First of Up to 431 Channel Migrants Arrive at New Open Camp in England

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The first of up to 431 illegal migrants are arriving at a new open camp based at a disused Army barracks in Folkestone, Kent.

The asylum seekers are “understood to be migrants who crossed the Channel aboard small boats”, according to the BBC.

Chris Philp MP, the Parliamentary Under-Secretary of State for Immigration Compliance at the Priti Patel-led Home Office, said the migrants will be subject to social distancing and “Laundry facilities, food, essentials, and other items are all [being] provided and access to health care… facilitated.”

The most prominent accommodation strategy for illegal aliens, whether arriving via small boats or otherwise, was previously booking up hotels shut to local people in towns and cities across the country.

This practice had become increasingly embarrassing for Boris Johnson’s government after a resident at one of them went on a stabbing spree, leaving a policeman critically injured, and Brexit Party leader Nigel Farage began touring the country to expose them — including in Priti Patel’s own constituency.

“They’re saying they’re going to be providing appropriate security but we’re not really sure what that will be,” remarked the MP for Folkestone and Hythe, Damian Collins, on the Folkestone camp.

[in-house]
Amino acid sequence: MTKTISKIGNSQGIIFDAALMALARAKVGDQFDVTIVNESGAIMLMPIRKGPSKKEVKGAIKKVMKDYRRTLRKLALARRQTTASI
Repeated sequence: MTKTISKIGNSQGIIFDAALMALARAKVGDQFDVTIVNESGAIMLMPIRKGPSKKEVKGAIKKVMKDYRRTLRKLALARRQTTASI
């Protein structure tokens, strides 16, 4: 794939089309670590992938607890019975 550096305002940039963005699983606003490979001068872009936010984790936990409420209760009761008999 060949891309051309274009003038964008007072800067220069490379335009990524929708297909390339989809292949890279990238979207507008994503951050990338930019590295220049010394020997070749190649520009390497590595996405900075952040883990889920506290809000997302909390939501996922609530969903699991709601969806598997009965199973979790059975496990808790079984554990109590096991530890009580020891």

“We’re assuming people will be able to come and go freely from the barracks, so there’s a question of the impact on the rest of the local community,” the noted Tory europhile added.

It has previously been reported that another proposed migrant camp for 250 men at barracks at the Penally Army Centre near the village of Tenby, Wales, would be “free to move around the area while their claims are dealt with” — possibly due to the fact that the European Union, which retains its supremacy over Britain during the ongoing post-Brexit “transition” period, has previously insisted that detaining asylum seekers while their claims are processed is unlawful.

Local news outlet KentLive interviewed a number of local people who live beside the barracks, many of whom were concerned and worried by the new camp.

“We’re a very small island and we’re very full, and whilst I’m happy to help anyone in genuine need, a lot of the people coming here are economic migrants,” said one resident.

“I don’t agree with that at all, and there’s also the threat of terrorism… we don’t know who these people are, and there’s been no consultation and no impact assessment,” she added.

“There’s a lady I know who says she’s terrified. We used to be able to keep our doors unlocked around here.”

Another resident, named as Clive, noted that “If [the Home Office are still[ assessing them as to whether they’re fit to come into the country there could be murderers, rapists anything [among them].”

“I understand that they’ve come from bad places but what about local people who are hard done by?” another demanded.

“To put foreign nationals in an army barracks and give them health care and food is a disgrace when we’ve got homeless veterans on the street.

“We’re also in a pandemic, how’s it fair to increase the health care demands on local services?” he asked.

“Nobody knows how long they’ll be there for or how bad the pandemic might get, it’s a joke.”

Another resident had concerns about her “disabled son who plays outside… we don’t know much about the people going in the migrant camp.”

“Is it families or is it groups of men roaming the streets?” she worried.

KentLive seemed less than happy with the responses it was receiving on the doorstep, remarking that “Many of the people who opened their doors to us upheld opinions some would describe as bigoted.”

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